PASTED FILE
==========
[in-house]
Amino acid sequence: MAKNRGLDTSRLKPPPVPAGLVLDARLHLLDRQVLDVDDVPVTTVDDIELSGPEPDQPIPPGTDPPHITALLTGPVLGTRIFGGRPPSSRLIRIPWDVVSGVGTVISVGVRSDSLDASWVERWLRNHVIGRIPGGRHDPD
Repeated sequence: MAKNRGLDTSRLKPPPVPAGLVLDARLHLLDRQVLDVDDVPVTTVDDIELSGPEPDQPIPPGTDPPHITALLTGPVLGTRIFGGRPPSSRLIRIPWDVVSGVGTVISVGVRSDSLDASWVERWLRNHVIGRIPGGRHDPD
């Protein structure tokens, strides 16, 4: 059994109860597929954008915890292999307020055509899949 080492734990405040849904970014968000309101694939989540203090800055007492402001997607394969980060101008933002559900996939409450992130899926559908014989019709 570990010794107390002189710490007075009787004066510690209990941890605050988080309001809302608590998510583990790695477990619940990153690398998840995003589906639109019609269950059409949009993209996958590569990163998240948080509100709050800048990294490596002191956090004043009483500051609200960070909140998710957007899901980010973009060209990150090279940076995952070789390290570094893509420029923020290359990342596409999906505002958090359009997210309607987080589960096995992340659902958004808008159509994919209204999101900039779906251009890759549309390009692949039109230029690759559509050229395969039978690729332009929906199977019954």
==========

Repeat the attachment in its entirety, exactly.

[in-house]
Amino acid sequence: MAKNRGLDTSRLKPPPVPAGLVLDARLHLLDRQVLDVDDVPVTTVDDIELSGPEPDQPIPPGTDPPHITALLTGPVLGTRIFGGRPPSSRLIRIPWDVVSGVGTVISVGVRSDSLDASWVERWLRNHVIGRIPGGRHDPD
Repeated sequence: MAKNRGLDTSRLKPPPVPAGLVLDARLHLLDRQVLDVDDVPVTTVDDIELSGPEPDQPIPPGTDPPHITALLTGPVLGTRIFGGRPPSSRLIRIPWDVVSGVGTVISVGVRSDSLDASWVERWLRNHVIGRIPGGRHDPD
């Protein structure tokens, strides 16, 4: 059994109860597929954008915890292999307020055509899949 080492734990405040849904970014968000309101694939989540203090800055007492402001997607394969980060101008933002559900996939409450992130899926559908014989019709 570990010794107390002189710490007075009787004066510690209990941890605050988080309001809302608590998510583990790695477990619940990153690398998840995003589906639109019609269950059409949009993209996958590569990163998240948080509100709050800048990294490596002191956090004043009483500051609200960070909140998710957007899901980010973009060209990150090279940076995952070789390290570094893509420029923020290359990342596409999906505002958090359009997210309607987080589960096995992340659902958004808008159509994919209204999101900039779906251009890759549309390009692949039109230029690759559509050229395969039978690729332009929906199977019954």